The Si.sub.1-x Ge.sub.x layer results in a hetero-offset in both the conduction and valence bands relative to the substrate when grown commensurately on the silicon substrate (i.e. using the same lattice constant as silicon) The magnitudes of these band offsets are dependent on the fractional Ge content of the Si.sub.1-x Ge.sub.x alloy. Representative energy band diagrams are shown in FIGS. 3 and 4, in which the E.sub.v and E.sub.c are the valence band energy and conduction band energy, respectively. FIG. 3 shows the band diagram in a plane extending laterally through the emitter-base-collector and in the Si--Ge alloy layer. FIG. 4 shows the corresponding diagram in a vertical plane from the surface through the active base region to the substrate.
The band alignment of strained Si.sub.1-x Ge.sub.x to silicon is Type I, with most of the hetero-offset incorporated into the valence band. For example, for x=0.25 the conduction band offset, ΔE.sub.c =0.02 eV and ΔE.sub.v =0.185 eV (e.g. see reference by R. People, "Physics and applications of strained layer heterostructures", IEEE J. Quantum Electron. vol. 22 pp. 1696-1710 (1986)).
The incorporation of the Si.sub.1-x Ge.sub.x layer in the active base region between the emitter and the collector of a lateral bipolar transistor enhances the carrier transport in the base and enhances the gain in a manner analogous to an conventional heterojunction transistor, i.e. a vertical configuration hetero-junction bipolar transistor (HBT) which comprises for example, a silicon-germanium base or silicon carbide emitter structure.
In a heterojunction transistor, the gain β is proportional to N.sub.e /N.sub.b exp (ΔE.sub.v /kT), where N.sub.b and N.sub.e is the doping in the base and emitter respectively. With larger ΔE.sub.v, the gain increases exponentially.
The base transit time τ.sub.b =W.sub.b.sup.2 /2D.sub.b where W.sub.b is the base width and D.sub.b is the diffusion constant for the alloy.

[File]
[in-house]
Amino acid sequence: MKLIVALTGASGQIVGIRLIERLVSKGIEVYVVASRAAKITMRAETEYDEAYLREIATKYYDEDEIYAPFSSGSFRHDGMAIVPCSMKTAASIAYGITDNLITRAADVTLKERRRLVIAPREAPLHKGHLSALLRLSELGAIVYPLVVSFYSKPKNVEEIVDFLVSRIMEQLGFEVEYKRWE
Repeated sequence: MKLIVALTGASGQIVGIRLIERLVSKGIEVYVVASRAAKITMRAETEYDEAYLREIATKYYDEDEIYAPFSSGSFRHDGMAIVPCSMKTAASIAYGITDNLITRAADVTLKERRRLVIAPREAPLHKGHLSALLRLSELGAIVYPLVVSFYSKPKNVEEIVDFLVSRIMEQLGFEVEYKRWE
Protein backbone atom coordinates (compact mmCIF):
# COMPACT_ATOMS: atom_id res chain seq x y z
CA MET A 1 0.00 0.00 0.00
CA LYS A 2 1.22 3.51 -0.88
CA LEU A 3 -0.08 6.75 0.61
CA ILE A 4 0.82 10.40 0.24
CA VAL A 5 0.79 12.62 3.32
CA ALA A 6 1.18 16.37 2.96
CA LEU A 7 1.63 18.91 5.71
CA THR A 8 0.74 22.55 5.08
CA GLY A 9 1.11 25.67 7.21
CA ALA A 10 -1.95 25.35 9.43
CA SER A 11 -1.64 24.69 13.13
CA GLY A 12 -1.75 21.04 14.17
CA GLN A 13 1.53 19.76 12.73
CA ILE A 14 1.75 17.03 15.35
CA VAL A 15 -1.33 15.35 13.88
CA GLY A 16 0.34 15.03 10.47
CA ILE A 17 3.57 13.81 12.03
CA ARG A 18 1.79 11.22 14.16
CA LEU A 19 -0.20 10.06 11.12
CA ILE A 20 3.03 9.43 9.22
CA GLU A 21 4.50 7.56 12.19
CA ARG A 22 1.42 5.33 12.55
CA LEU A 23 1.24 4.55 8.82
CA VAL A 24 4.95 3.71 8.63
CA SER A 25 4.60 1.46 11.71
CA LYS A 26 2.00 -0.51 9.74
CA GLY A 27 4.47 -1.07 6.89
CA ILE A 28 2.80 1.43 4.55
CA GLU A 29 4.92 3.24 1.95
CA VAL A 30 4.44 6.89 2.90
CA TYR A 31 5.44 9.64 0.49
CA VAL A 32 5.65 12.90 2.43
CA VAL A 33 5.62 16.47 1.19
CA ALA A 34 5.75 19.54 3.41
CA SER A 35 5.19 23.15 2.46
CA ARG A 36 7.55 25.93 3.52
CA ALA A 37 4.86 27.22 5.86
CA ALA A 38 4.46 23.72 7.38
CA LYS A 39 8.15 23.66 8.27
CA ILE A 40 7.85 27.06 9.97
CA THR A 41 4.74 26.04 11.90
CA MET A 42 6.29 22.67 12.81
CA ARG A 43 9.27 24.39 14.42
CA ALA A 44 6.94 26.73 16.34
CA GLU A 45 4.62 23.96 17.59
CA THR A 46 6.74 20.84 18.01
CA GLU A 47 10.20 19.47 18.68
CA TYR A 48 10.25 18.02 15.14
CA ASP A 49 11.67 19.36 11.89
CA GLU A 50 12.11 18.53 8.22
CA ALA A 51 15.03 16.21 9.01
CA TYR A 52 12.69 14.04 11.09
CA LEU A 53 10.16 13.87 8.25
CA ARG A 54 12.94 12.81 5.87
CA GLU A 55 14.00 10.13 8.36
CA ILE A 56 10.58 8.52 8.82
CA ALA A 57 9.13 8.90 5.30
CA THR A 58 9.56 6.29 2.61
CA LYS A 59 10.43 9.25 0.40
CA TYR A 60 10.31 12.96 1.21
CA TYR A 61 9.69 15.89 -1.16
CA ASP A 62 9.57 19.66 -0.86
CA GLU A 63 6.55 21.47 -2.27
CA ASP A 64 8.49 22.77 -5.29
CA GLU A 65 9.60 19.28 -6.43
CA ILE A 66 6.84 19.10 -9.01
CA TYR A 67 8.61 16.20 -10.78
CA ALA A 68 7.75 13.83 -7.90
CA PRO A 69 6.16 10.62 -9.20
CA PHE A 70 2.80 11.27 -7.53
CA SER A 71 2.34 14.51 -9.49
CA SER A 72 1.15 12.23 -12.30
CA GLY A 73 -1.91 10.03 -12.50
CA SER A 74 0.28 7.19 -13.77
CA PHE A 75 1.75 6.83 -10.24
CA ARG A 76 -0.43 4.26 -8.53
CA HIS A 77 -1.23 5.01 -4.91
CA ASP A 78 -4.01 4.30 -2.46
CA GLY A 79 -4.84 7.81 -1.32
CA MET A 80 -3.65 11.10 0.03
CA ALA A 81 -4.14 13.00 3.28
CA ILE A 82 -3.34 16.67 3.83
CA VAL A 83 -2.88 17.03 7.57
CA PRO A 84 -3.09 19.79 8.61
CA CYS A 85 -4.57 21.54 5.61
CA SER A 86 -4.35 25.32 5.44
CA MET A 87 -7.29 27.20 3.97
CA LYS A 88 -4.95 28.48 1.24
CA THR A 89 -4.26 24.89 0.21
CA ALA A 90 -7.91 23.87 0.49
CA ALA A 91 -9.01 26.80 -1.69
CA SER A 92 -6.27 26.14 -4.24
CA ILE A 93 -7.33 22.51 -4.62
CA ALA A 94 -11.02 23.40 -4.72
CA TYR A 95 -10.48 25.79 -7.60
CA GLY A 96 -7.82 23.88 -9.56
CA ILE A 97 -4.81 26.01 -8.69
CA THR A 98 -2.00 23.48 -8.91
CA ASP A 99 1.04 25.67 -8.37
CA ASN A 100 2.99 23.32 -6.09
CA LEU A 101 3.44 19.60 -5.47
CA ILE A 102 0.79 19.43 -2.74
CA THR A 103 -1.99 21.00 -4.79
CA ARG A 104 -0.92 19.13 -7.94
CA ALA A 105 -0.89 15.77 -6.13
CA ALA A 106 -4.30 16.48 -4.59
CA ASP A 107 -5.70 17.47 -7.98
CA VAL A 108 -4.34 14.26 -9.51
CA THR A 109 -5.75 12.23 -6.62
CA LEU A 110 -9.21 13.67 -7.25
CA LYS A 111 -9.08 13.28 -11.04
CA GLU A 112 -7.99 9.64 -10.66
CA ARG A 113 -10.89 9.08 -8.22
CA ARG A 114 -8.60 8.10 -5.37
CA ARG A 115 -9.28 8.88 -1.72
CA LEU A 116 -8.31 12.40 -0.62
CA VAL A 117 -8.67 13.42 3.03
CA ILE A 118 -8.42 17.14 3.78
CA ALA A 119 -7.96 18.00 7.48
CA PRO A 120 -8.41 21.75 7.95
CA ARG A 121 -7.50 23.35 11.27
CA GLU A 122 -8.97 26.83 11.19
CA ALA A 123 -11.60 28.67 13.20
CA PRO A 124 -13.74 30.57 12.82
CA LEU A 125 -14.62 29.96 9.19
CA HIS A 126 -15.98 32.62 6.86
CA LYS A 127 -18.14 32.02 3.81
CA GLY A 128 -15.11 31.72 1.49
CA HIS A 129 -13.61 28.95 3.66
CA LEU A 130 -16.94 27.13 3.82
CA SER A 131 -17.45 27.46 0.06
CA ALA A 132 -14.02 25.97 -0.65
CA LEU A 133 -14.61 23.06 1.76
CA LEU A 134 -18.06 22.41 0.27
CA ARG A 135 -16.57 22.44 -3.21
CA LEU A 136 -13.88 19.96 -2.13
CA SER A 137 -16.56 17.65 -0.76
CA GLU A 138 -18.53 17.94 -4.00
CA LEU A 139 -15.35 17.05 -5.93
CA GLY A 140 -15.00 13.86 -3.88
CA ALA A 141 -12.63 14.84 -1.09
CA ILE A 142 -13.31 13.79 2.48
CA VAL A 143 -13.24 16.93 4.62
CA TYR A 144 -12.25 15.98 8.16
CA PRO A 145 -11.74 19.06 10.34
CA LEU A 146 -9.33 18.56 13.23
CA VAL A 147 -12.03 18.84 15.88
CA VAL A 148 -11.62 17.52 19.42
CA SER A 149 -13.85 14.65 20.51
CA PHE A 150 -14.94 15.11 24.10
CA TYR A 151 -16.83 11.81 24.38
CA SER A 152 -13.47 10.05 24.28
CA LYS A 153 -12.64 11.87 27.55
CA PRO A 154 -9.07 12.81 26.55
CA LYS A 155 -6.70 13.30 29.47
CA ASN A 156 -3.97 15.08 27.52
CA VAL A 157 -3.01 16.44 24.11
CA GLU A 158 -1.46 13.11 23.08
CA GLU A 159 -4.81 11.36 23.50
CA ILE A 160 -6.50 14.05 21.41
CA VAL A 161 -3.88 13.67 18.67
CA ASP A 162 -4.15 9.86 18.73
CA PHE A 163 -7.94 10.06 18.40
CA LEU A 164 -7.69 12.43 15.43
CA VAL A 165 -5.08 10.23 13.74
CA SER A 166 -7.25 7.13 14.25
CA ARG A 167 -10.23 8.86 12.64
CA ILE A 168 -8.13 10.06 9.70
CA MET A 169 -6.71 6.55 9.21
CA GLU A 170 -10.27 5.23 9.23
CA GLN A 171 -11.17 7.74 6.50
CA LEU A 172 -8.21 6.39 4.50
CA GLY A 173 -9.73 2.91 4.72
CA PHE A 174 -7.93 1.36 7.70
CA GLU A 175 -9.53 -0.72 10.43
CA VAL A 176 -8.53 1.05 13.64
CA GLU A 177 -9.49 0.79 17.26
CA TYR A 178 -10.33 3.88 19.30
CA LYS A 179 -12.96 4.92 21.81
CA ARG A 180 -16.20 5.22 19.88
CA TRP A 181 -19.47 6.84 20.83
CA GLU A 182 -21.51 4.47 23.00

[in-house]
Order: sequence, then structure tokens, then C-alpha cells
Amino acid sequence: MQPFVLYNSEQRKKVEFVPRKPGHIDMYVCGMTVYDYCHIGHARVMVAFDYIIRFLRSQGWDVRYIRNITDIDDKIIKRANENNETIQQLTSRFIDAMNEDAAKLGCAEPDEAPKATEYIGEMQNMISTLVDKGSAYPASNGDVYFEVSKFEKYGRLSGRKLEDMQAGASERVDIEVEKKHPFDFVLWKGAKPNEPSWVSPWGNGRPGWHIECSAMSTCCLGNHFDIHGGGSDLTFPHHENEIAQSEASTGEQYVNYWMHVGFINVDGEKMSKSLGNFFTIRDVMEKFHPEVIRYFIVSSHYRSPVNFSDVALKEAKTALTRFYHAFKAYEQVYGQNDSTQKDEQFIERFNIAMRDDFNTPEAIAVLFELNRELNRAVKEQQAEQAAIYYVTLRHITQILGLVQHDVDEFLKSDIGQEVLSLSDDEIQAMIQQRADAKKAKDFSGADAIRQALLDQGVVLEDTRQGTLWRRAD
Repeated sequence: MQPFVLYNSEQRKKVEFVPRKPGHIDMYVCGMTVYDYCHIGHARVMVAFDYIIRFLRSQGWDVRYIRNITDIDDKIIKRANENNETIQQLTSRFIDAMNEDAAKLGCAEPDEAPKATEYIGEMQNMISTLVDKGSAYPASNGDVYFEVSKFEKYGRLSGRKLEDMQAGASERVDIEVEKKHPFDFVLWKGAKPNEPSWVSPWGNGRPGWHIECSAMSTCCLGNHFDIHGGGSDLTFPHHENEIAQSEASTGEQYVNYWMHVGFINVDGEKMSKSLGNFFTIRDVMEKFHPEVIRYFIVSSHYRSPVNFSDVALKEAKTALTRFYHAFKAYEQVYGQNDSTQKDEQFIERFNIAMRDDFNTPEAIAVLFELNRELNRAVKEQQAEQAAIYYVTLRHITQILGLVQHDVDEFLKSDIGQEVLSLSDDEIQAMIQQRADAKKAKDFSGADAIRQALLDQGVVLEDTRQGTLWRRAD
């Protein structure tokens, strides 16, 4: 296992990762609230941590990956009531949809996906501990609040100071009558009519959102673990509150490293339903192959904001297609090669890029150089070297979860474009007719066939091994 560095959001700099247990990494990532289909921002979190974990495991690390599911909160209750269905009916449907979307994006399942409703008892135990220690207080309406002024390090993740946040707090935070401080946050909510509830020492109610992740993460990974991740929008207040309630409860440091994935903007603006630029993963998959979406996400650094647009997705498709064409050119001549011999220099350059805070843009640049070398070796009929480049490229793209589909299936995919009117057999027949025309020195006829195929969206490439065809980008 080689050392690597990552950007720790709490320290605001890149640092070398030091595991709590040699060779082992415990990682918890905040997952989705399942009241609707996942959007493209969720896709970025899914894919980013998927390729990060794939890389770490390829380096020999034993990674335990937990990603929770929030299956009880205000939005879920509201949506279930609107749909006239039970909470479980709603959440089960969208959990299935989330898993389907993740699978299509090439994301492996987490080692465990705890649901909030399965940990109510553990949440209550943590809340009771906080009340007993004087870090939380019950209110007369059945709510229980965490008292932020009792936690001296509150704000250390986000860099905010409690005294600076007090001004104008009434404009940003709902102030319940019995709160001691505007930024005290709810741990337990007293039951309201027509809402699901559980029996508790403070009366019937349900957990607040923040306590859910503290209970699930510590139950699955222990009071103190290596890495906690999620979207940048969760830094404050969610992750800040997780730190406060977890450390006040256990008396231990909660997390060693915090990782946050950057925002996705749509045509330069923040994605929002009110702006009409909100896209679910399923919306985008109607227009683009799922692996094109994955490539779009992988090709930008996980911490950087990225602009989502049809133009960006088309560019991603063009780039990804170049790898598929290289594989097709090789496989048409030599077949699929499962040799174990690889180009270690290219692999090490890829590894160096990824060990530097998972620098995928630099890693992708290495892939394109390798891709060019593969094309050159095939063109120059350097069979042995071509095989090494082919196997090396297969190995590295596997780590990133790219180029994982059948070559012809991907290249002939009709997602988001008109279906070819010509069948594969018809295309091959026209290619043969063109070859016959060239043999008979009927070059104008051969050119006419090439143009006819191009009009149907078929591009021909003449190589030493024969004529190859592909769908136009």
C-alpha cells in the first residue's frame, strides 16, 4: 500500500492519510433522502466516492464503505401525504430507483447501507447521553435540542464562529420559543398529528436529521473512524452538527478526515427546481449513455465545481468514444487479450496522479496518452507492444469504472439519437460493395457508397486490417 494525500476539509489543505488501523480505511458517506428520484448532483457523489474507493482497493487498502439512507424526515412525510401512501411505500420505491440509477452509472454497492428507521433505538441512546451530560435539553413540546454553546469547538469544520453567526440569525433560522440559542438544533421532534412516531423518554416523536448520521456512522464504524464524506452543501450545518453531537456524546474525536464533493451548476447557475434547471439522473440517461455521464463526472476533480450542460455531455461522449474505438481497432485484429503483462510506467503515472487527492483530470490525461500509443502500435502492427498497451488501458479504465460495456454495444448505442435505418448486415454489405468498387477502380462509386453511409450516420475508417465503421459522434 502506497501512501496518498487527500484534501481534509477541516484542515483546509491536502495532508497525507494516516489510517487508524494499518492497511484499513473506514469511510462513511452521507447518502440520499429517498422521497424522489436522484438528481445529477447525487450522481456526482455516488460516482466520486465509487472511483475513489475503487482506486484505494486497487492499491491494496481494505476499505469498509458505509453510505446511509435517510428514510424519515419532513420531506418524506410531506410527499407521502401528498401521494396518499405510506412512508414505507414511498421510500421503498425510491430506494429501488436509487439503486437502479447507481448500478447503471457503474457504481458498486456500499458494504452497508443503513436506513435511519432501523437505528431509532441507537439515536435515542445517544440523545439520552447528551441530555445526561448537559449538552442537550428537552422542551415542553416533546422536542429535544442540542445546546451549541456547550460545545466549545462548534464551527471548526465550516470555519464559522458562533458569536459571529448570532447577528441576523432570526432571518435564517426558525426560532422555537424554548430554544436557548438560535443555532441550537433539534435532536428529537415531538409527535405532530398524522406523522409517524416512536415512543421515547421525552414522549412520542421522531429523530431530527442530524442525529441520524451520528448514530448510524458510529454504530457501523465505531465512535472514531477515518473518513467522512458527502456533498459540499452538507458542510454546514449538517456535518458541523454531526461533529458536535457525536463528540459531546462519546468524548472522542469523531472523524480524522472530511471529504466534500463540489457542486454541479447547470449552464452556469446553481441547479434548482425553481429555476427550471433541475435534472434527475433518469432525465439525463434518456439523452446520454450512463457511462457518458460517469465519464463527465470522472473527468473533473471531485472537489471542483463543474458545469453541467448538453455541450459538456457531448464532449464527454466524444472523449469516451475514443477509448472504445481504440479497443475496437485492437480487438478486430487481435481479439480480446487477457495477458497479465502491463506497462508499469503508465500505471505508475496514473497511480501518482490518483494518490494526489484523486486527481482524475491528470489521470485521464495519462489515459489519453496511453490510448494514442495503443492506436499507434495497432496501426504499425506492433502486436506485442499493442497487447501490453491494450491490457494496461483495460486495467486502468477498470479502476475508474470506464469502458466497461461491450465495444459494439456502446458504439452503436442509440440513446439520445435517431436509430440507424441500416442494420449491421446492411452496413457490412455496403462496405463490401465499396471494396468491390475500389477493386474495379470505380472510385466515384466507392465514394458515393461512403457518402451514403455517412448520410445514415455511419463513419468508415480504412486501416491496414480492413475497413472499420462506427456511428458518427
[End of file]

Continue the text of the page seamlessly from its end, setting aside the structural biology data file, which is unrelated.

FIG. 3 illustrates the energy band diagram from the emitter to the collector along a plane which intersects the Si.sub.1-x Ge.sub.x layer for the transistor of the first embodiment. This diagram is similar qualitatively to that for a conventional HBT however, it must be appreciated that in the lateral bipolar transistor described above, the transport enhancement comes about as a result of the presence of Ge which increases hole mobility and therefore diffusion across the base. Implanting and annealing the emitter and collector regions disorders the Si--Ge alloy structure, relieving strain and broadening the Ge content, so that the emitter and collector and composed collector are of wider bandgap alloy. In addition, in operation of the transistor, the junction between the emitter and the base is turned on more strongly at the interface between the large and small bandgap material thus reducing injection which is not coplanar with the collector. Thus overall emitter efficiency is improved. Even carriers not injected directly into the Si.sub.1-x Ge.sub.x layer will be drawn towards it by the strain field associated with the lattice mismatch between the alloy and the substrate layer. That is, growing a Si.sub.1-x Ge.sub.x layer commensurately, i.e. so that it matches the underlying lattice of the silicon substrate layer at the SiGe/Si interface, tetragonally distorts the crystal. In the plane of the interface on the alloy side, the atomic positions are compressed and on the silicon side they are expanded. Perpendicular to the interface on the alloy side the atomic positions are in extension compared to the bulk alloy. On the silicon side they are compressed. This distortion on both sides of the interface results in a strain field which narrows the bandgap of SiGe alloy, draws holes towards the valence band energy well of the Si.sub.1-x Ge.sub.x layer, and valence band confinement keeps injected carriers in the alloy layer spanning the base region between the emitter and collector (see FIGS. 3 and 4).